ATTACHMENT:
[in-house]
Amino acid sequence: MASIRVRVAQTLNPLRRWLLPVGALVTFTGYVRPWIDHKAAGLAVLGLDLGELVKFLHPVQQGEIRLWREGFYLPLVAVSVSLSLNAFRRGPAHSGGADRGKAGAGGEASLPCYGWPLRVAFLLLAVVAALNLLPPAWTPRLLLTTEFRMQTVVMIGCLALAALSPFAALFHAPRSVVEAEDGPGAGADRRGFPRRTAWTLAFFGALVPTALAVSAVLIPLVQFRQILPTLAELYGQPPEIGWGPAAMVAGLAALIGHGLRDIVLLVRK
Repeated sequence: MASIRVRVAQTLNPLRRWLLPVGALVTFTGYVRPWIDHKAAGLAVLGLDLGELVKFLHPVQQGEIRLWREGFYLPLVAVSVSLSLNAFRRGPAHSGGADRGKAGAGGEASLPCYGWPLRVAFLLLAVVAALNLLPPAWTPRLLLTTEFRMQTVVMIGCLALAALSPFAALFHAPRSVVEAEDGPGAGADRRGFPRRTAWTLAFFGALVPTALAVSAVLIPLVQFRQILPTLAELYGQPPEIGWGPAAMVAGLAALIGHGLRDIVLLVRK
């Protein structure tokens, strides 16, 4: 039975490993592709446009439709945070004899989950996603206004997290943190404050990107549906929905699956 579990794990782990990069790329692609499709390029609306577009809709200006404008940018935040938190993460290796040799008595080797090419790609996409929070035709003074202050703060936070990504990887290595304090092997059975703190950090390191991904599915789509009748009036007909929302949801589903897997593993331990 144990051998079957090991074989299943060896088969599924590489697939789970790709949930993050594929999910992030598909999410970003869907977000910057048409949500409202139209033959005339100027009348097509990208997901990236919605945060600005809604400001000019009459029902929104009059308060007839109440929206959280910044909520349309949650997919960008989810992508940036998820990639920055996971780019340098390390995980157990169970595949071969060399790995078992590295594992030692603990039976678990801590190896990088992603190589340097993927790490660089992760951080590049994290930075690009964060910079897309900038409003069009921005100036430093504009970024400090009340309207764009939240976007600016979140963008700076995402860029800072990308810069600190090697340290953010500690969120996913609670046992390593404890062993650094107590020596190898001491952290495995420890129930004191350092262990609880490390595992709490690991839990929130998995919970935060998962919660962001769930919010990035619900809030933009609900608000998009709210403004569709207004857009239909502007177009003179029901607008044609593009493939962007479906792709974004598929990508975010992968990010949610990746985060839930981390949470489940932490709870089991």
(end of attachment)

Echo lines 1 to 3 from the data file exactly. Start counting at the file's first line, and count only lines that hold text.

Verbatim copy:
[in-house]
Amino acid sequence: MASIRVRVAQTLNPLRRWLLPVGALVTFTGYVRPWIDHKAAGLAVLGLDLGELVKFLHPVQQGEIRLWREGFYLPLVAVSVSLSLNAFRRGPAHSGGADRGKAGAGGEASLPCYGWPLRVAFLLLAVVAALNLLPPAWTPRLLLTTEFRMQTVVMIGCLALAALSPFAALFHAPRSVVEAEDGPGAGADRRGFPRRTAWTLAFFGALVPTALAVSAVLIPLVQFRQILPTLAELYGQPPEIGWGPAAMVAGLAALIGHGLRDIVLLVRK
Repeated sequence: MASIRVRVAQTLNPLRRWLLPVGALVTFTGYVRPWIDHKAAGLAVLGLDLGELVKFLHPVQQGEIRLWREGFYLPLVAVSVSLSLNAFRRGPAHSGGADRGKAGAGGEASLPCYGWPLRVAFLLLAVVAALNLLPPAWTPRLLLTTEFRMQTVVMIGCLALAALSPFAALFHAPRSVVEAEDGPGAGADRRGFPRRTAWTLAFFGALVPTALAVSAVLIPLVQFRQILPTLAELYGQPPEIGWGPAAMVAGLAALIGHGLRDIVLLVRK